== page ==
Math Strategies for Nursing School Entrance Exam Study Guide
- Don't work in your head! Use your test book or scratch paper to take notes, draw pictures, and calculate. Although you might think that you can solve math questions more quickly in your head, that's a good way to make mistakes. Write out each step.
- Read a math question in chunks rather than straight through from beginning to end. As you read each chunk, stop to think about what it means and make notes or draw a picture to represent that chunk.
- When you get to the actual question in the middle of a word problem, circle it. This will keep you more focused as you solve the problem.
- Glance at the answer choices for clues. If they're fractions, you probably should do your work in fractions; if they're decimals, you should probably work in decimals; etc.
- Before you begin doing any math, make a plan of attack to help you solve the problem.
- If a question stumps you, try one of the backdoor approaches explained in the next section. These are particularly useful for solving word problems.
- When you get your answer, reread the circled question to make sure you've answered it. This helps avoid the careless mistake of answering the wrong question.
- Check your work after you get an answer. Test takers get a false sense of security when they get an answer that matches one of the multiple-choice answers. Here are some good ways to check your work if you have time:
- Ask yourself if your answer is reasonable, if it makes sense.
- Plug your answer back into the problem to make sure the problem holds together.
- Do the question a second time, but use a different method.
- Approximate when appropriate. For example:
- $5.98 + $8.97 is a little less than $15. (Add: $6 + $9)
- 0.9876 × 5.0342 is close to 5. (Multiply: 1 × 5)
- Skip hard questions and come back to them later. Mark them in your test book so you can find them quickly. Make sure you also skip the question on your answer sheet!
Backdoor Approaches for Answering Questions
Remember those word problems you dreaded in high school? Many of them are actually easier to solve using backdoor approaches. The two techniques that follow are terrific ways to solve multiple-choice word problems. The first technique, nice numbers, is useful when there are unknowns (like x) in the text of the word problem, making the problem abstract. The second technique, working backward, presents a quick way to substitute numeric answer choices into the problem to see which one works.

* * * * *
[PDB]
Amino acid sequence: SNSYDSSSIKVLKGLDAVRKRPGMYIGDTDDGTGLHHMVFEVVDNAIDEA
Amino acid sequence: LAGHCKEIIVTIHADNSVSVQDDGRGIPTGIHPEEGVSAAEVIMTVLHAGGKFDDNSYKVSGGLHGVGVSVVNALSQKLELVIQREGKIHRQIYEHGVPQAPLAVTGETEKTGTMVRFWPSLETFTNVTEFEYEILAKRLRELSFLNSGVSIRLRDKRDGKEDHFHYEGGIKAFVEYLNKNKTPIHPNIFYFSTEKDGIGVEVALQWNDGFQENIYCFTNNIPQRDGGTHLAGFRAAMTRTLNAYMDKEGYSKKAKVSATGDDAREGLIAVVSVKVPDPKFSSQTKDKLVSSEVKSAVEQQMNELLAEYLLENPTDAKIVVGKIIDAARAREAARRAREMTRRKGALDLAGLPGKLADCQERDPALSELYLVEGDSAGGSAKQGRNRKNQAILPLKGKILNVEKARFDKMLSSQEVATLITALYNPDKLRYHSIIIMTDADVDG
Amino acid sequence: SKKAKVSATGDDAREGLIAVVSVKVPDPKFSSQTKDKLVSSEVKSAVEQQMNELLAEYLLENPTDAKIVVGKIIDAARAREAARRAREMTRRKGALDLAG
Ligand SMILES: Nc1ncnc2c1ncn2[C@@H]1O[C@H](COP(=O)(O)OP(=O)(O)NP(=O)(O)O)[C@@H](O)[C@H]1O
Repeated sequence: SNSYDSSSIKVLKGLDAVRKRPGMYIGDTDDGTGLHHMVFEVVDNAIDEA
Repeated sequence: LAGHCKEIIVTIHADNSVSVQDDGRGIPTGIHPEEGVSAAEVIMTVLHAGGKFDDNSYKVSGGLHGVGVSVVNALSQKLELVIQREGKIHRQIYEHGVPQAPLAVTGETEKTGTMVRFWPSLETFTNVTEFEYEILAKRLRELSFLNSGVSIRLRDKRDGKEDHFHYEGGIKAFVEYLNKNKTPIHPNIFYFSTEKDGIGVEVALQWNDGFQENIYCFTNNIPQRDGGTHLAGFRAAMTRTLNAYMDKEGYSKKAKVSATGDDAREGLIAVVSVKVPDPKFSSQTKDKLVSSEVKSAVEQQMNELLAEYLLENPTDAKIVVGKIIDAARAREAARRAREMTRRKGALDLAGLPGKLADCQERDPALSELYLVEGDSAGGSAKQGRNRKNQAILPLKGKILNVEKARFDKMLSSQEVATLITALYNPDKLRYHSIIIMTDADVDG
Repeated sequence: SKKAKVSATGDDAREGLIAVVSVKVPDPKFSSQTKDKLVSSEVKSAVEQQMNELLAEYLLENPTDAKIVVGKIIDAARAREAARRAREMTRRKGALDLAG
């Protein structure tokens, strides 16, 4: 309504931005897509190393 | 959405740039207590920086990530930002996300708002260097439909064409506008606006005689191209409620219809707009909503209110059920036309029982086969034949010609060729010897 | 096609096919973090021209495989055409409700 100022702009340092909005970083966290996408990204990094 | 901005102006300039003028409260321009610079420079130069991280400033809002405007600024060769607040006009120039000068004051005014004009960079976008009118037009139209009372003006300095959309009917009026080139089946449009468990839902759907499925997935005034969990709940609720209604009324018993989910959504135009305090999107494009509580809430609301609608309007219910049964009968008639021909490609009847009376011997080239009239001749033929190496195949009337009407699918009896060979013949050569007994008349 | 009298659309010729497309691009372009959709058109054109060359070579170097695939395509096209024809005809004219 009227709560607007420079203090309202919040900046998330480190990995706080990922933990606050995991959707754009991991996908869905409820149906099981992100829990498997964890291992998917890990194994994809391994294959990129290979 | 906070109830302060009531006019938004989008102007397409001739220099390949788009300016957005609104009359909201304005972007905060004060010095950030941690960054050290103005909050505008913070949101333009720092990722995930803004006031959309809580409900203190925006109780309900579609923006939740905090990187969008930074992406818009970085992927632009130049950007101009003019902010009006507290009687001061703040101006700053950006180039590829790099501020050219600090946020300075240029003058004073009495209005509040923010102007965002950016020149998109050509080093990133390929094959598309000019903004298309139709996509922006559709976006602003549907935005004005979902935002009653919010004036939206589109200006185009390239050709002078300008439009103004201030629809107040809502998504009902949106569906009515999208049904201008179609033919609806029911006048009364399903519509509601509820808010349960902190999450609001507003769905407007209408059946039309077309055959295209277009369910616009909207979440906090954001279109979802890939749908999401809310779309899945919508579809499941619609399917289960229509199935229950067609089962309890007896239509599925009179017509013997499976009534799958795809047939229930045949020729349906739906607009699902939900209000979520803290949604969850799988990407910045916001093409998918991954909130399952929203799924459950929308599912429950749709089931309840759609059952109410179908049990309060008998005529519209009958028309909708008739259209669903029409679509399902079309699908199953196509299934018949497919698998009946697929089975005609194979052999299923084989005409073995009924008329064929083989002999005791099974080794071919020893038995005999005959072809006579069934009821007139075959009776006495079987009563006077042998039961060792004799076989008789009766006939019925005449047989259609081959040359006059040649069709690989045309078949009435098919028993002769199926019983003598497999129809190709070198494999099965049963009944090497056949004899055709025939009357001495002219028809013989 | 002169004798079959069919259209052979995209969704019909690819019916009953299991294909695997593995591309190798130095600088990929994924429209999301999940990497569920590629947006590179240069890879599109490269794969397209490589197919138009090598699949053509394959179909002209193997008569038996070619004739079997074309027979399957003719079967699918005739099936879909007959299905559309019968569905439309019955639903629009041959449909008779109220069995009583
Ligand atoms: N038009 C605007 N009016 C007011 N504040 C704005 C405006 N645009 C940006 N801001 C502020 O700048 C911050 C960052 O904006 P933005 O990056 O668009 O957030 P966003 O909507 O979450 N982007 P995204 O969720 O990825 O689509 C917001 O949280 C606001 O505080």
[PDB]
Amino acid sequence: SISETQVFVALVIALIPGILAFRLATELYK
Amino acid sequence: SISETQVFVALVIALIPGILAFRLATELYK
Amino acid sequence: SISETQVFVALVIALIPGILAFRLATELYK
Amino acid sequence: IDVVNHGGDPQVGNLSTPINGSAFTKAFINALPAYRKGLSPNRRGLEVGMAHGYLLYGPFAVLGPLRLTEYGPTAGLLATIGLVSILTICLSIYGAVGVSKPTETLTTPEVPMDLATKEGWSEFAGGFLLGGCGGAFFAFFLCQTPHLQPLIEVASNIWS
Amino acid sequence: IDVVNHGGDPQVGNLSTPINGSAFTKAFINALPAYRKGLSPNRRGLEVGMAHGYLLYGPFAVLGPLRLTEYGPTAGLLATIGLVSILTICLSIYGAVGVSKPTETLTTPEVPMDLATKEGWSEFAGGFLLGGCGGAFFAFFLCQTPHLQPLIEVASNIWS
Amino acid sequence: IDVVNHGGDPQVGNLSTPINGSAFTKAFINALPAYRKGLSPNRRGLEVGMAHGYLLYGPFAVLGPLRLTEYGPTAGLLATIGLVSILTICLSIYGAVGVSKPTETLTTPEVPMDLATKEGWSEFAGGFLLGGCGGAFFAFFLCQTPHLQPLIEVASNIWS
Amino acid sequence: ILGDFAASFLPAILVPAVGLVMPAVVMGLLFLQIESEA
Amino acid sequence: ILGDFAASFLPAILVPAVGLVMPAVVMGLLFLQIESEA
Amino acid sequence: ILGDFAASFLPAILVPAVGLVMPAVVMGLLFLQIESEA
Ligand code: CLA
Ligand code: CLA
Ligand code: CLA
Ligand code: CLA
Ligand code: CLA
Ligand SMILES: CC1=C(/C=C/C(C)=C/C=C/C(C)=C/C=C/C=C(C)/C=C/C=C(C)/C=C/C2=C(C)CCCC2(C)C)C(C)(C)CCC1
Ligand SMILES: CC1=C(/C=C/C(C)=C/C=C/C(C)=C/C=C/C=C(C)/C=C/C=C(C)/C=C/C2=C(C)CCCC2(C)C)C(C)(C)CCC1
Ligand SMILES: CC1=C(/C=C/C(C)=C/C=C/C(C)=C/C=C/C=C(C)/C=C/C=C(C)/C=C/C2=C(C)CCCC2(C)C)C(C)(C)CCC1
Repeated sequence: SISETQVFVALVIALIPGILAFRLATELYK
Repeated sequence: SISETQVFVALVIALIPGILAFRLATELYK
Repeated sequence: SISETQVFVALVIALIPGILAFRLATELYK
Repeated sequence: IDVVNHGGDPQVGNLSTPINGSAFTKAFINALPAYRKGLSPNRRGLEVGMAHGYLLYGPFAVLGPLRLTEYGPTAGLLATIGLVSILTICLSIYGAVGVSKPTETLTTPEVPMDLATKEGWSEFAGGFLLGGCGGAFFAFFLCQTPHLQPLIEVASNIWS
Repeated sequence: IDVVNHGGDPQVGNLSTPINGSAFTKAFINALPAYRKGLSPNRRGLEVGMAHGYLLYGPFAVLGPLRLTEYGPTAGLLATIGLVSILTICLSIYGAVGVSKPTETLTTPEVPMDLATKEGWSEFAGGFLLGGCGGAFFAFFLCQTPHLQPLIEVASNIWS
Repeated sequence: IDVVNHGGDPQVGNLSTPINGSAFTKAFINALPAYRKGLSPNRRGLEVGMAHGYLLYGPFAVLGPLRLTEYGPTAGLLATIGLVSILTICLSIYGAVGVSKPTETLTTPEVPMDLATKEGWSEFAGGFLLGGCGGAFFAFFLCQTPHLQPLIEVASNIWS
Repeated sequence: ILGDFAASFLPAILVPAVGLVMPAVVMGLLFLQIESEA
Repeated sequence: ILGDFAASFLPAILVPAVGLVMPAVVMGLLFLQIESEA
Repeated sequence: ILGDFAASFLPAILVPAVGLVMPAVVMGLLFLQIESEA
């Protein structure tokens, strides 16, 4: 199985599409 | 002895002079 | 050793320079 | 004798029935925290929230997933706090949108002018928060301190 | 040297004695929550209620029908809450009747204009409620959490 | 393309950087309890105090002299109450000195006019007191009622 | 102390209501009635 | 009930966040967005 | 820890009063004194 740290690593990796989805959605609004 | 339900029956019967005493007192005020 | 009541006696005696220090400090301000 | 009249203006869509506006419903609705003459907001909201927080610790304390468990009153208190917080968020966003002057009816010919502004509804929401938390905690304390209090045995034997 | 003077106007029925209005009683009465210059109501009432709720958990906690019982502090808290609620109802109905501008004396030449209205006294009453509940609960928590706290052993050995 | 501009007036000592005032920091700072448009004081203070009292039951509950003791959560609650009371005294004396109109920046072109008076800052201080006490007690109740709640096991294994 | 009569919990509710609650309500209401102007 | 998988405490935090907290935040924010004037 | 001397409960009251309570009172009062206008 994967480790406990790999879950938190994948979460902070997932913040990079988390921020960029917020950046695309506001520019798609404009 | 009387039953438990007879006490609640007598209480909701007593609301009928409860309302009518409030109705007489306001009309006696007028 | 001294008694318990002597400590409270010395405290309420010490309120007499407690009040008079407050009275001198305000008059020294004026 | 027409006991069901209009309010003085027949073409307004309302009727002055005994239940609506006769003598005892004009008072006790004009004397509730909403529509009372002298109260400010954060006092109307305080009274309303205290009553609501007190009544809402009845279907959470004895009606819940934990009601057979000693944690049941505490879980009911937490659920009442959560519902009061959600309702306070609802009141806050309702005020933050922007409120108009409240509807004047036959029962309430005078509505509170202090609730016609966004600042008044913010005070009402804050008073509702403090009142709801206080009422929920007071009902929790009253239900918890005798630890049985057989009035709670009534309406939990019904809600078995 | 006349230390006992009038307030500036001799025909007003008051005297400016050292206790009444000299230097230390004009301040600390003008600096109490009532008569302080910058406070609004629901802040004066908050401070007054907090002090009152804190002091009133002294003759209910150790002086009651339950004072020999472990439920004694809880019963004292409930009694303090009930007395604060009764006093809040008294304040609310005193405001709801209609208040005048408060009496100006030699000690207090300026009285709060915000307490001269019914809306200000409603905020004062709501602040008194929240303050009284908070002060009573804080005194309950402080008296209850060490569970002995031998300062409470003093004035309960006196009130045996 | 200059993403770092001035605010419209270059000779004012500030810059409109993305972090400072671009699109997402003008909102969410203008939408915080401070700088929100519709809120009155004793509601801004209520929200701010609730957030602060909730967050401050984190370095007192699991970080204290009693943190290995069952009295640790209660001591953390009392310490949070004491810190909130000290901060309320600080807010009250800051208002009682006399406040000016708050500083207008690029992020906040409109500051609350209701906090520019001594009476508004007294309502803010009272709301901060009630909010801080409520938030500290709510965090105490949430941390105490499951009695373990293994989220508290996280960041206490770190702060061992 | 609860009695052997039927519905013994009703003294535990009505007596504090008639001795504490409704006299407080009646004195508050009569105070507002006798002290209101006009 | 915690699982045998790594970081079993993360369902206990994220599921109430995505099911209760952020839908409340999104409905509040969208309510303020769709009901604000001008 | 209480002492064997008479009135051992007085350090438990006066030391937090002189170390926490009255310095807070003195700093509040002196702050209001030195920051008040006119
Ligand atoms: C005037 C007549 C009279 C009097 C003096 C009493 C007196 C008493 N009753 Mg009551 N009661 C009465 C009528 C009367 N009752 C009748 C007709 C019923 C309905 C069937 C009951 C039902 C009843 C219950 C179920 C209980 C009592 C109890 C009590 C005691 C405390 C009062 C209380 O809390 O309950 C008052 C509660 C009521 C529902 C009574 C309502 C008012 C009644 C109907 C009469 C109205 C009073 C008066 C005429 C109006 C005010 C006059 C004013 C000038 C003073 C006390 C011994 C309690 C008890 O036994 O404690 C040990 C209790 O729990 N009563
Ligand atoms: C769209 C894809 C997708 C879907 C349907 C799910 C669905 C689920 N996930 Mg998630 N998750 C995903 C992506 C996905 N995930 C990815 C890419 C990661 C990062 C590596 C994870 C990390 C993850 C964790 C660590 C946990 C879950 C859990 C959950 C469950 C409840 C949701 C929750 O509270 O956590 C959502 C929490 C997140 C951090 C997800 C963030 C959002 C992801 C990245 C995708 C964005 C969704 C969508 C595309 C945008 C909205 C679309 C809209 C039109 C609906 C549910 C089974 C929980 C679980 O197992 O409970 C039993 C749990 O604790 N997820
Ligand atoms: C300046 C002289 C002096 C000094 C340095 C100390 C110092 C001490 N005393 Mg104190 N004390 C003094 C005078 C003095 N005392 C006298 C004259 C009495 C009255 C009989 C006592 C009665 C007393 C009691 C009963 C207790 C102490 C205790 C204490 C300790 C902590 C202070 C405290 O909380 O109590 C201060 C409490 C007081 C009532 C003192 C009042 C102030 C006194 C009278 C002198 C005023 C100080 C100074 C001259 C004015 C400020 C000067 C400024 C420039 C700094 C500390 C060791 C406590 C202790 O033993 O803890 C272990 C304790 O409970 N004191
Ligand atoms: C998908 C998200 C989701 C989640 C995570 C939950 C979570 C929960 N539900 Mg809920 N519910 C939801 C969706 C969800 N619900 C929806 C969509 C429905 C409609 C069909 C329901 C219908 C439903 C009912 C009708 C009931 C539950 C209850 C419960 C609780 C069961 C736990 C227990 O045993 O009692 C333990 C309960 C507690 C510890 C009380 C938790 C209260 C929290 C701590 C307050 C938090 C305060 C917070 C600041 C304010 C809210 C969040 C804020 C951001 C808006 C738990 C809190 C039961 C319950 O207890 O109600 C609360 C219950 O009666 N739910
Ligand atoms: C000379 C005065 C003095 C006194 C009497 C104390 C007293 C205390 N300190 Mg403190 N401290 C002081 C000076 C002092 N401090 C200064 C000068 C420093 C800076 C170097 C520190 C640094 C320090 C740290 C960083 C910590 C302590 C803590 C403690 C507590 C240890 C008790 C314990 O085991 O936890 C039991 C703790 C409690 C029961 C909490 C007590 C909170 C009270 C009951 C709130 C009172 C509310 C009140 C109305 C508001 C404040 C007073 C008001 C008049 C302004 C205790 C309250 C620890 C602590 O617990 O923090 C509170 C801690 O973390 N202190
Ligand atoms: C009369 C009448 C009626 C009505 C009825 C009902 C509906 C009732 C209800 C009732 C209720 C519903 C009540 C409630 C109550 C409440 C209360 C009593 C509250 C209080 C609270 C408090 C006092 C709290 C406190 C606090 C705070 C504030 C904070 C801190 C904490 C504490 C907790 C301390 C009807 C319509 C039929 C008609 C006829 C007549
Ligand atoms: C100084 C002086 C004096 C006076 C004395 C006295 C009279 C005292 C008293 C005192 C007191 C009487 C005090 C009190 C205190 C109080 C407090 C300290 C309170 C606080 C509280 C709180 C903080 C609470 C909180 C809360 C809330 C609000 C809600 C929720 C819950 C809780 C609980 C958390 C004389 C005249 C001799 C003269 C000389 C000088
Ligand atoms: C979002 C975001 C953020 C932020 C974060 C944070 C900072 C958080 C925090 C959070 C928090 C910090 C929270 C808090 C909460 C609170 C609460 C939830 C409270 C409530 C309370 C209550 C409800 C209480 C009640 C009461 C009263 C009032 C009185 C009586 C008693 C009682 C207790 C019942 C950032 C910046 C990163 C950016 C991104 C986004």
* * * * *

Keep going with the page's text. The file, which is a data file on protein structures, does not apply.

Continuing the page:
- When a question contains unknowns, like x, plug "nice numbers" in for the unknowns. A nice number is one that is easy to calculate with and makes sense in the problem.
- Read the question with the nice numbers in place. Then solve it.
- If the answer choices are all numbers, the choice that matches your answer is the right one.
- If the answer choices contain unknowns, substitute the same nice numbers into all the answer choices. The choice that matches your answer is the right one. If more than one answer matches, do the problem again with different nice numbers. You'll only have to check the answer choices that have already matched.
Judi went shopping with p dollars in her pocket. If the price of shirts was s shirts for d dollars, what is the maximum number of shirts Judi could buy with the money in her pocket?
To solve this problem, let's try these nice numbers: p = $100, s = 2 shirts; d = $25. Now reread it with the numbers in place:
Judi went shopping with $100 in her pocket. If the price of shirts was 2 shirts for $25, what is the maximum number of shirts Judi could buy with the money in her pocket?
Since 2 shirts cost $25, that means that 4 shirts cost $50, and 8 shirts cost $100. So our answer is 8. Let's substitute the nice numbers into all four answers:
The answer is choice b because it is the only one that matches our answer of 8.
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